Kapampangan cuisine is known for its rich, complex flavors, with the province earning the moniker culinary capital of the Philippines.
It came as no surprise then that when Binulo Restaurant opened inside the Clark Freeport Zone in Pampanga in 2011, it gained a loyal following of local and foreign tourists alike owing to the authentic dishes that it served.
“Binulo,” which means “to wrap” in Kapampangan, aptly reflects the restaurant’s dedication to preserving and showcasing the rich culinary heritage of Pampanga.
Among the customers who were captivated by Binulo’s dishes were Cavite Rep. Aniela Tolentino and her partner, Augustine Roa.
Roa initially asked the lawmaker to try the food he fell in love with at first taste, and there was no turning back since.
“Every foodie knows that Kapampangan food is one of the best in the Pinoy culinary category. Actually, there are a lot of Filipinos who do not know that several Pinoy favorite dishes originated from Pampanga,” said the 28-year-old Tolentino.
The young couple convinced the owner of Binulo to allow them to franchise the brand to bring the Kapampangan dishes they have come to love to Tagaytay.
Tolentino said from the cooking process to the items in the menu, the Tagaytay branch consciously ensured people in the south would enjoy the same experience as that of the loyal customers of Binulo in Pampanga.
“Even our kitchen staff — the owner’s head chef in Pampanga is also here in Tagaytay until we establish the restaurant for maybe half a year. All of our kitchen staff right now came all the way from Pampanga so that the menu, the process of cooking, and the service are really replicated,” Tolentino said.
Stepping inside Binulo in Tagaytay, guests are afforded stunning views of paintings carefully curated by Tolentino herself.
Among the must-try dishes in the menu is the Binulo Sisig, a sizzling plate of chopped pork ears, cheeks, and liver, seasoned with a blend of onions, garlic, and chili peppers. The dish is a true embodiment of Kapampangan ingenuity — transforming humble ingredients into a culinary masterpiece.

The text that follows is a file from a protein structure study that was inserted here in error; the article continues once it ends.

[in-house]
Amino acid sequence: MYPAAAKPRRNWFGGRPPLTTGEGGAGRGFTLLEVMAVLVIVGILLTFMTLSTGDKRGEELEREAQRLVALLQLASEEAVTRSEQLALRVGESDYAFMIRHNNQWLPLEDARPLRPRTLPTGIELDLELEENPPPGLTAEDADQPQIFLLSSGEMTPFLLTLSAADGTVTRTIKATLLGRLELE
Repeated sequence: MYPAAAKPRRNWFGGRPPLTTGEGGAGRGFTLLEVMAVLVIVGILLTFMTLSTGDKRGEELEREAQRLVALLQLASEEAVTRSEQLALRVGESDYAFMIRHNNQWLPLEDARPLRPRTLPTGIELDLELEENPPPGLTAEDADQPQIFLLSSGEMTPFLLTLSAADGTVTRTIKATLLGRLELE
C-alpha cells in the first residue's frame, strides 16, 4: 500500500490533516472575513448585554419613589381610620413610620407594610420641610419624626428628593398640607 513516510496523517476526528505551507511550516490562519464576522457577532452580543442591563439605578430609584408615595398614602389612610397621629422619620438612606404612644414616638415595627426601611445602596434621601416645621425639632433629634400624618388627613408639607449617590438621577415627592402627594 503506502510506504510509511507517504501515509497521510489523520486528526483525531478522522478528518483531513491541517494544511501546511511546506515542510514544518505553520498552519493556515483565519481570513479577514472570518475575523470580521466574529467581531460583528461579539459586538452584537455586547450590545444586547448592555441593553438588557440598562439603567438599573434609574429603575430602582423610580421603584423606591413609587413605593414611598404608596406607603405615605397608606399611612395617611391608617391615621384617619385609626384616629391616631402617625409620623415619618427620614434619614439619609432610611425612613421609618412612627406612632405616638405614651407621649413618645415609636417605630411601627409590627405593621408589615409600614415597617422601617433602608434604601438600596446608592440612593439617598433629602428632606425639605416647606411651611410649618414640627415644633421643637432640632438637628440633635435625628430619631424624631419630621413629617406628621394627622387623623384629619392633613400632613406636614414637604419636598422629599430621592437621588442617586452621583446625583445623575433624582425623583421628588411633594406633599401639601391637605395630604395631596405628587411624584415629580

There is also the classic Kare-Kare, a rich and savory oxtail stew with a thick peanut sauce, vegetables, and bagoong (fermented shrimp paste).
For those seeking a lighter option, the Pako Salad is a refreshing choice and also Tolentino’s personal favorite.
“Salad is like the common veggies we know being put together, but for our Pako Salad, when you see its dressing, it’s pink. It has a very, very secret recipe why the dressing is color pink,” she said.
Another dish that customers should not miss is the Binukadkad na Hito with tangy buro and fresh veggies on the side.
No Kapampangan culinary experience is complete without savoring the Tibuk-tibuk, the region’s version of the maja blanca which is topped with grated coconut.
With its commitment to quality ingredients, traditional cooking methods, and warm hospitality, Binulo is slowly establishing itself as a culinary gem in the heart of Tagaytay.
“There are people who would drive to Pampanga just to try the dishes of Binulo. And so we decided to bring Pampanga to Tagaytay because they wanted to try it. When people see the sign at the highway, they already know that it’s the Binulo from Pampanga,” Tolentino said.